Singapore will be tightening its COVID-19 rules from 27 September to 24 October 2021, in a bid to tackle a rise in cases. This has been dubbed the “Stabilisation Phase of Transition to COVID-19 Resilience”, though frankly I prefer my own title.
There’s an inescapable sense of groundhog day, with the country going from Phase 2 to Phase 2 (Heightened Alert) to Phase 3 to Phase 2 (Heightened Alert), all in the space of less than six months. The last time this happened in July, I wrote that “hopefully this will be the last rodeo as we inch closer and closer towards a critical mass of vaccinated individuals.”
Well, 82% apparently doesn’t cut it, because from Monday we’re back to two people dining and WFH as the default.
In the meantime, here’s the expected impact on air travel, staycations, cruises and attraction bookings.
|✈️ Air Travel||🚢 Cruises|
|🏨 Staycations||🎡 Attractions|
General Air Travel
The latest set of restrictions do not impact Singapore’s border measures, with SHN durations currently either 0, 7 or 14 days, depending on the country in question.
|🛂Singapore Border Restrictions by Category|
|Cat. I||Cat. II||Cat. III||Cat. IV||VTL|
|Application required||ATP||Details on ICA website||VTP|
|Pre-departure PCR test||✖||✔|
|On-arrival PCR test||✔||✔||✔||✔||✔|
|ART during SHN||N/A||✖||✔|
Day 3, 7, 11
Day 3, 7, 11
|Post-SHN PCR test||N/A||✔|
|No SHN. PCR test on Day 3, 7|
|Cat I: Hong Kong, Macau, Mainland China, Taiwan|
Cat II: Australia, Brunei, Canada, Germany, New Zealand, Poland, South Korea, Saudi Arabia
Cat III: Austria, Belgium, Bulgaria, Croatia, Czech Republic, Denmark, Egypt, Finland, France, Italy, Japan, Latvia, Luxembourg, Malta, Netherlands, Norway, Portugal, Spain, Sweden, Switzerland
Cat IV: All other countries/regions
VTL: Germany, Brunei
|💉 SHN Measures by Category and Vaccination Status|
|VTL||No SHN||Not allowed|
|Category I||No SHN|
|Category II||7-day SHN |
|Category III||14-day SHN |
|14-day SHN |
|Category IV||14-day SHN |
The relevant category is based on your 21-day travel history, with the rules of the strictest country applying. For example, if my past 21 days includes Category II and III countries, Category III rules will apply.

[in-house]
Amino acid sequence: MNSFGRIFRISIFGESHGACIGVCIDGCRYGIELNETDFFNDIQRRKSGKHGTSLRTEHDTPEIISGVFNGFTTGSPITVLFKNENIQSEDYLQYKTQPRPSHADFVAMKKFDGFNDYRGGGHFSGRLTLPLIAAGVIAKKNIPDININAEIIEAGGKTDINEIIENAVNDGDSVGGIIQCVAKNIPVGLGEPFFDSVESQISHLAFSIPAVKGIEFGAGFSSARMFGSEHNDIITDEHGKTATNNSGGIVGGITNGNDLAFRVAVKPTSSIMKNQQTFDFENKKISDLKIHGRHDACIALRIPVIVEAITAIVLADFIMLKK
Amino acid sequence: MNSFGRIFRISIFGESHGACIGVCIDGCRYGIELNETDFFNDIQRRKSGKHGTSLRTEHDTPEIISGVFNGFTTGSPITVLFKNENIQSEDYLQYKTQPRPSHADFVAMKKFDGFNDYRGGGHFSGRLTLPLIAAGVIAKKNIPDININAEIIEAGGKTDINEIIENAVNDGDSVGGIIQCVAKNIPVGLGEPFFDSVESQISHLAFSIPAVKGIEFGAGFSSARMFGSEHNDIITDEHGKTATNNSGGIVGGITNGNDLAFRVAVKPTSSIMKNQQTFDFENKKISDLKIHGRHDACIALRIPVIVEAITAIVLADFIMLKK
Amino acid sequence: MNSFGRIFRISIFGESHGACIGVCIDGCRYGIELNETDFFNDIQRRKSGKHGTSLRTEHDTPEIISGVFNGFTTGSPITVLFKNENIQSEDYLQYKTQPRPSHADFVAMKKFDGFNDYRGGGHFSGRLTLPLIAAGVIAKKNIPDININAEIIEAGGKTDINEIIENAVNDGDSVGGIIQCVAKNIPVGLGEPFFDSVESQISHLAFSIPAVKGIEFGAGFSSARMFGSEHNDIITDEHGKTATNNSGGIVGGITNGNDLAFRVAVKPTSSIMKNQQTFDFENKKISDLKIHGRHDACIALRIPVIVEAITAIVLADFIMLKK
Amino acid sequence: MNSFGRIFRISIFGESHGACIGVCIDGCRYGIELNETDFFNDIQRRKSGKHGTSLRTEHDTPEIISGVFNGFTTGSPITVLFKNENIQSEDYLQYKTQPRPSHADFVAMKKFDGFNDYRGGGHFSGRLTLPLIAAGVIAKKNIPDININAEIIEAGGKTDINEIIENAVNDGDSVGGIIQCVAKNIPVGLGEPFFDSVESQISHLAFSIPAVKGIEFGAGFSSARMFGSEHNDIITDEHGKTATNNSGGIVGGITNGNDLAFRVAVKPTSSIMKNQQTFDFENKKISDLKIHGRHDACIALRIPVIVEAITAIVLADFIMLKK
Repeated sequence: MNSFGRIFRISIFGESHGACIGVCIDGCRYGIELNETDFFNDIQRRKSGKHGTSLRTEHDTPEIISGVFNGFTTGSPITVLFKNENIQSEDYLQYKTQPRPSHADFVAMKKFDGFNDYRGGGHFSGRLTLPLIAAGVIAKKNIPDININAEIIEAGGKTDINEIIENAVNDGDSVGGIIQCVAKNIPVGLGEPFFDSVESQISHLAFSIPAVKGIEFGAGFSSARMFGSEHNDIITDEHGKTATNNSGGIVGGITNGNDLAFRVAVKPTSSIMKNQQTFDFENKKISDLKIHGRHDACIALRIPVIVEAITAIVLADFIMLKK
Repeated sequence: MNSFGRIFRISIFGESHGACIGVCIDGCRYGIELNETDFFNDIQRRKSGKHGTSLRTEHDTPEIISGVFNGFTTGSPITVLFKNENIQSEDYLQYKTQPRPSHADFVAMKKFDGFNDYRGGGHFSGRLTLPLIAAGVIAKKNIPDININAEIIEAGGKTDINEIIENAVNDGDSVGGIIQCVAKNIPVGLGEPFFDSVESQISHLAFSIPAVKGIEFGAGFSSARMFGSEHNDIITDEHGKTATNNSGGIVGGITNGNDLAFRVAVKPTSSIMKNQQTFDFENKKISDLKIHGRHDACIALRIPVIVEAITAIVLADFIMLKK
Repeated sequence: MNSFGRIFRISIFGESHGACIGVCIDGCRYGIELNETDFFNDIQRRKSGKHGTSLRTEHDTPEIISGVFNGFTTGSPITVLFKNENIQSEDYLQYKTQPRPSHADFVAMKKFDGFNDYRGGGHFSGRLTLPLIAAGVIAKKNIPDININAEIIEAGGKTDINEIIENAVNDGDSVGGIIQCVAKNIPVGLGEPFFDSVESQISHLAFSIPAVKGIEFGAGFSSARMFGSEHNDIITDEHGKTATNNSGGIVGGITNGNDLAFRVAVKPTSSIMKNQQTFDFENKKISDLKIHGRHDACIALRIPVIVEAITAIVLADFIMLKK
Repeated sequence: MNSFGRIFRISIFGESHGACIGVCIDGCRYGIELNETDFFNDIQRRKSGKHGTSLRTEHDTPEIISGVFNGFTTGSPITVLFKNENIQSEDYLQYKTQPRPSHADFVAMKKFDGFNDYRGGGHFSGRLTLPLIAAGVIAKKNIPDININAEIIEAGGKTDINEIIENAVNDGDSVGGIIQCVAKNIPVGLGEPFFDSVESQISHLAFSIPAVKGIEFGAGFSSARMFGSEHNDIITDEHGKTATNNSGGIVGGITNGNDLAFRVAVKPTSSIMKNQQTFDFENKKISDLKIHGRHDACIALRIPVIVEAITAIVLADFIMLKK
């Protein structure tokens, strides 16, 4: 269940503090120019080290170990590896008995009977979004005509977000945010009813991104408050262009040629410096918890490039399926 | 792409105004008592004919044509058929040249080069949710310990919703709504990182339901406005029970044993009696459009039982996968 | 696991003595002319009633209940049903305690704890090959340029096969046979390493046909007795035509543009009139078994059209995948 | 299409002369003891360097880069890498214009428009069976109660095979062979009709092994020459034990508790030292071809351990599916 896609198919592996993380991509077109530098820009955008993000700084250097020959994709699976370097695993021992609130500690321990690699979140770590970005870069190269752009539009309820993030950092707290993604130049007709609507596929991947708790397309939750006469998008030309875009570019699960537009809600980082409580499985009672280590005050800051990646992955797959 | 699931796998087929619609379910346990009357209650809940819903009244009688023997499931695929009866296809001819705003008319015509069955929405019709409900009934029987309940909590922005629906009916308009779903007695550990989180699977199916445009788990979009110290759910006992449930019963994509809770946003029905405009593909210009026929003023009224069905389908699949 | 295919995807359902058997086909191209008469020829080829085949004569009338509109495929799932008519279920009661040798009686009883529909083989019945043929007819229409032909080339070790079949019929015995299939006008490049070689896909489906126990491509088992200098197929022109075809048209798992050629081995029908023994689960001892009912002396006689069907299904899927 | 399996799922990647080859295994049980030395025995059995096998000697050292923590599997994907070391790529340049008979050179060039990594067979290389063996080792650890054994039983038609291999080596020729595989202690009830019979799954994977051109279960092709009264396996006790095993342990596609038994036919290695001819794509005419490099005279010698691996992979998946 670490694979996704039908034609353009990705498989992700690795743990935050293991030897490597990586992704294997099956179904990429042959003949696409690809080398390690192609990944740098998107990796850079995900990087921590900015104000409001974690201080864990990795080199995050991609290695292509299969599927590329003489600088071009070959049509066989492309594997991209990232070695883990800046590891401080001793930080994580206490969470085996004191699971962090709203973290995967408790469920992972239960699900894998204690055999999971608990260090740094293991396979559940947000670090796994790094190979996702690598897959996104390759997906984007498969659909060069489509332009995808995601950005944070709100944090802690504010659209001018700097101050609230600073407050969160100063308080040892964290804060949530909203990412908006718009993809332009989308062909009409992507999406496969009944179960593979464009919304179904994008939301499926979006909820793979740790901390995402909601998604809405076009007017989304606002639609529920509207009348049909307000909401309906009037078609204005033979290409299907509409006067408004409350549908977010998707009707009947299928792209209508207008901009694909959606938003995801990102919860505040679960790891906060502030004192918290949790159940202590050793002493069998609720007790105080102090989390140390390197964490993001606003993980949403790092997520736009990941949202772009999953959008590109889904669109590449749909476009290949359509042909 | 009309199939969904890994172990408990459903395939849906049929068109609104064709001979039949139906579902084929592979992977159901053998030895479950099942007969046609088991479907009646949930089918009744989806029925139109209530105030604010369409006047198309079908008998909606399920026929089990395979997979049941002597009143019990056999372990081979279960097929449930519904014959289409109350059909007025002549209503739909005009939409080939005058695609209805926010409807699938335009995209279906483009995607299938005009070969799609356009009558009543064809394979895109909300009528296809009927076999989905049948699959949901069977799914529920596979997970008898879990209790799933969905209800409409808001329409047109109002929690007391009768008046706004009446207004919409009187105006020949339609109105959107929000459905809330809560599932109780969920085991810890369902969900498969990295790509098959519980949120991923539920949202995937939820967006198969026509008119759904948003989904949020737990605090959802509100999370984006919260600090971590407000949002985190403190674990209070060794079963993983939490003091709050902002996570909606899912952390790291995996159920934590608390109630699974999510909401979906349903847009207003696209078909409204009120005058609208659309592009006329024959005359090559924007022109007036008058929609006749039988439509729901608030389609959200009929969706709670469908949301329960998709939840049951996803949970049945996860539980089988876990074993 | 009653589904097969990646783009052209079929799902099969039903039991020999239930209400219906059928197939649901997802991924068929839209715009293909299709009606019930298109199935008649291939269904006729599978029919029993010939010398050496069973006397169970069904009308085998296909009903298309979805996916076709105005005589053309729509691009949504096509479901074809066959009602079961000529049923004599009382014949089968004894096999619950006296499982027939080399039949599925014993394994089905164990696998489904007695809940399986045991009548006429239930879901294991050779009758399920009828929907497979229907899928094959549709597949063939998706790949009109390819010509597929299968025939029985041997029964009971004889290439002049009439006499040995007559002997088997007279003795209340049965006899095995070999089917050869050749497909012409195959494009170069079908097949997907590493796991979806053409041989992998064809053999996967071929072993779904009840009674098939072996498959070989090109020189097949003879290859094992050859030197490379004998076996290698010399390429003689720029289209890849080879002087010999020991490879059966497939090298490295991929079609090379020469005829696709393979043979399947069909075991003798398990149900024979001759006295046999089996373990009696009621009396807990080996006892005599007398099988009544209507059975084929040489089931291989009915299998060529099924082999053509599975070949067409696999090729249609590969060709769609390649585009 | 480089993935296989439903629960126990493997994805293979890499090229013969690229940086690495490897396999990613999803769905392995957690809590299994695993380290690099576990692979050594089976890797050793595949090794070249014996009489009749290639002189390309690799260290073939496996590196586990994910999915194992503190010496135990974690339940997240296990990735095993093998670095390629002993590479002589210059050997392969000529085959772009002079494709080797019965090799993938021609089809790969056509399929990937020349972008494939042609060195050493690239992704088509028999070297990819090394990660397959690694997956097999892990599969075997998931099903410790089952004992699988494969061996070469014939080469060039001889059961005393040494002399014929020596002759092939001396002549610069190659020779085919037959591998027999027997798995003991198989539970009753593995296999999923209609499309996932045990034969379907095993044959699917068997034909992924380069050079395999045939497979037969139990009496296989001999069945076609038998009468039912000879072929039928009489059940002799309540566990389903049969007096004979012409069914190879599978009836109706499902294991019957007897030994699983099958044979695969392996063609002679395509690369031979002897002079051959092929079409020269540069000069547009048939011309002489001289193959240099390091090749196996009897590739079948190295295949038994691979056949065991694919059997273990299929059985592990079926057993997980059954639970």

Singapore’s latest travel advisory (dated 19 August 2021) states that Singapore residents should defer all travel to higher risk countries including Bangladesh, India, Myanmar, Nepal, Pakistan and Sri Lanka until further notice.
Residents of Singapore who are fully vaccinated may travel overseas to other countries/ regions as per normal. They will be able to tap on regular insurance and subsidies should they test positive for COVID-19 on return to Singapore.
The tightened measures also have no impact on the VTL arrangement with Germany and Brunei, which continues as planned. Bloomberg carries the following quote:
The government will continue with plans for travel. Vaccinated traveling pilots with Germany and Brunei have shown that it is possible to travel safely, the officials said.
That gels with what Minister for Transport S Iswaran said last week about the VTL’s promising outcomes so far. Of 900 travellers who entered Singapore in the first two weeks, only one positive case was found, detected upon arrival in Singapore.
Some are worried that the spike in cases may lead to Germany requiring quarantine for travellers from Singapore. That is almost certainly not going to happen, particularly if you’re vaccinated. Singapore is nowhere close to the number of cases seen in some other countries that enjoy quarantine-free access to Germany. Even in the case of so-called high risk areas, travellers to Germany may avoid quarantine if they can show proof of vaccination, recovery from an infection or a negative test result.
So your travel plans to Germany are safe, but the real question is whether any German holiday goers would want to visit Singapore with the current state of restrictions. Mask wearing outdoors, no alcohol after 10.30 p.m, no entertainment and max two people to a table? Nein danke.
I recently wrote an article about countries that accept vaccinated Singaporeans without quarantine, in case you’re thinking of getting away for a while (remember however, that you’re likely to face quarantine on return to Singapore).
From 27 September 2021, the maximum number of guests permitted in a room for staycations will be capped at two, unless all guests are from the same household.